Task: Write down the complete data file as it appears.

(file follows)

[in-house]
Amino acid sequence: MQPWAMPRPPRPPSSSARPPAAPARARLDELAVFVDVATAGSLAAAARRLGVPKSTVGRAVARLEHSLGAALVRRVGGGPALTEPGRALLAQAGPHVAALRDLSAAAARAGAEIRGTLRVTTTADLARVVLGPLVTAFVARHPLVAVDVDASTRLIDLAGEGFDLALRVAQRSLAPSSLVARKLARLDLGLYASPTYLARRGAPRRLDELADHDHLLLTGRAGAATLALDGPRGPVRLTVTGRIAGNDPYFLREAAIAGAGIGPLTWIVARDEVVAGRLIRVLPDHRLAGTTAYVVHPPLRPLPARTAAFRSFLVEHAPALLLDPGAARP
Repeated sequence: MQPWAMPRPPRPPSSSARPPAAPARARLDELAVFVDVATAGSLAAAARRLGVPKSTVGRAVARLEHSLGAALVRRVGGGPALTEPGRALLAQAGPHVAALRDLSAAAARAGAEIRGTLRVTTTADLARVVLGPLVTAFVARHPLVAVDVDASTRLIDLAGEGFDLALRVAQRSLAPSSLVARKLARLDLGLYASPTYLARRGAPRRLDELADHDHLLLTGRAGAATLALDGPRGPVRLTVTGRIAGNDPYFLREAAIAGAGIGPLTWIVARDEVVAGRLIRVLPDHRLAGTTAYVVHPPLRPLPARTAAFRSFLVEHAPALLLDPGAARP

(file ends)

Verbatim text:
[in-house]
Amino acid sequence: MQPWAMPRPPRPPSSSARPPAAPARARLDELAVFVDVATAGSLAAAARRLGVPKSTVGRAVARLEHSLGAALVRRVGGGPALTEPGRALLAQAGPHVAALRDLSAAAARAGAEIRGTLRVTTTADLARVVLGPLVTAFVARHPLVAVDVDASTRLIDLAGEGFDLALRVAQRSLAPSSLVARKLARLDLGLYASPTYLARRGAPRRLDELADHDHLLLTGRAGAATLALDGPRGPVRLTVTGRIAGNDPYFLREAAIAGAGIGPLTWIVARDEVVAGRLIRVLPDHRLAGTTAYVVHPPLRPLPARTAAFRSFLVEHAPALLLDPGAARP
Repeated sequence: MQPWAMPRPPRPPSSSARPPAAPARARLDELAVFVDVATAGSLAAAARRLGVPKSTVGRAVARLEHSLGAALVRRVGGGPALTEPGRALLAQAGPHVAALRDLSAAAARAGAEIRGTLRVTTTADLARVVLGPLVTAFVARHPLVAVDVDASTRLIDLAGEGFDLALRVAQRSLAPSSLVARKLARLDLGLYASPTYLARRGAPRRLDELADHDHLLLTGRAGAATLALDGPRGPVRLTVTGRIAGNDPYFLREAAIAGAGIGPLTWIVARDEVVAGRLIRVLPDHRLAGTTAYVVHPPLRPLPARTAAFRSFLVEHAPALLLDPGAARP